The interferons are a group of proteins found naturally in the body that serve as biological response modifiers.1 As such, they do not directly attack the malignant cell or virus. Instead, interferons heighten the host cell response to these conditions through cell surface receptors that precipitate a multitude of events resulting in antiviral, immunomodulatory, and antiproliferative effects. There are three types of interferons recognized at present: interferon alpha (formerly known as leukocyte interferon), interferon beta (also called fibroblast interferon), and interferon gamma (originally named immune interferon). Interferon alpha and beta are most closely related, but all three types have distinct structures and functions.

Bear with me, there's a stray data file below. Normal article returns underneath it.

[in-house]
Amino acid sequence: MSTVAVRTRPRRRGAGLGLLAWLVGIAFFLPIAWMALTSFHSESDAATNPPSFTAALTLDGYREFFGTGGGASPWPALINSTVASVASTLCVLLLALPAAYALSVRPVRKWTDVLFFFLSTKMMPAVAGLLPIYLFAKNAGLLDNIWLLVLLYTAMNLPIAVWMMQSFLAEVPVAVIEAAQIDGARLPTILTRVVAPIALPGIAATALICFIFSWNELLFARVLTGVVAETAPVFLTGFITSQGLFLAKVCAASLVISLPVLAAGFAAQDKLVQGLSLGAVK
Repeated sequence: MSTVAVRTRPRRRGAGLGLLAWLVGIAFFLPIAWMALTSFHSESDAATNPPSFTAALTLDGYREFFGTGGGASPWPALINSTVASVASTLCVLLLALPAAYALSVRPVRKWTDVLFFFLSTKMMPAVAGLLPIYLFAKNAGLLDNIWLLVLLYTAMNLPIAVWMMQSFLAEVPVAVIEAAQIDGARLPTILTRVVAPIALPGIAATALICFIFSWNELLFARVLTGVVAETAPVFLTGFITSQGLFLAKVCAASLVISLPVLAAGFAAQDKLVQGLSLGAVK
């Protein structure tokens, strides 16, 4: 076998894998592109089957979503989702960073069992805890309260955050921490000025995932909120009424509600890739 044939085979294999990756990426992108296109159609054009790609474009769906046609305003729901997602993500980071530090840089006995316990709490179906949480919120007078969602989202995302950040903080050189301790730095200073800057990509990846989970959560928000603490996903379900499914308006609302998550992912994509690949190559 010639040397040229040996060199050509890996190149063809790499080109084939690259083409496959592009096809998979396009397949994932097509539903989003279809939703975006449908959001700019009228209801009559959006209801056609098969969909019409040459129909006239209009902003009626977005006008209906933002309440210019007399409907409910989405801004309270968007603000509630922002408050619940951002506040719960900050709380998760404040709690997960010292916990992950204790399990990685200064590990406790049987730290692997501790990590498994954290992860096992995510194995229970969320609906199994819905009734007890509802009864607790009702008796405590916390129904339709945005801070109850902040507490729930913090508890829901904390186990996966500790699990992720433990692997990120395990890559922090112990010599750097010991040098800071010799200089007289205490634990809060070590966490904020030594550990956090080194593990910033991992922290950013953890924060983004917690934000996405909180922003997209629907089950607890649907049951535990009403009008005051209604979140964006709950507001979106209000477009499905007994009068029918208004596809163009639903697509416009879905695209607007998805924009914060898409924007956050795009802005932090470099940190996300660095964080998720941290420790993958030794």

In this issue, Vonderheid and coworkers clearly demonstrate an antitumor effect of interferon alfa-2b against mycosis fungoides (cutaneous T-cell lymphoma). Twelve intralesional injections of the subtype interferon alfa-2b induced a small but relatively long-lasting zone of clinically disease-free skin within histologically proven
Edwards L. Interferon: Promises, Disappointments, and Tempered Optimism. Arch Dermatol. 1987;123(6):743–744. doi:10.1001/archderm.1987.01660300065013
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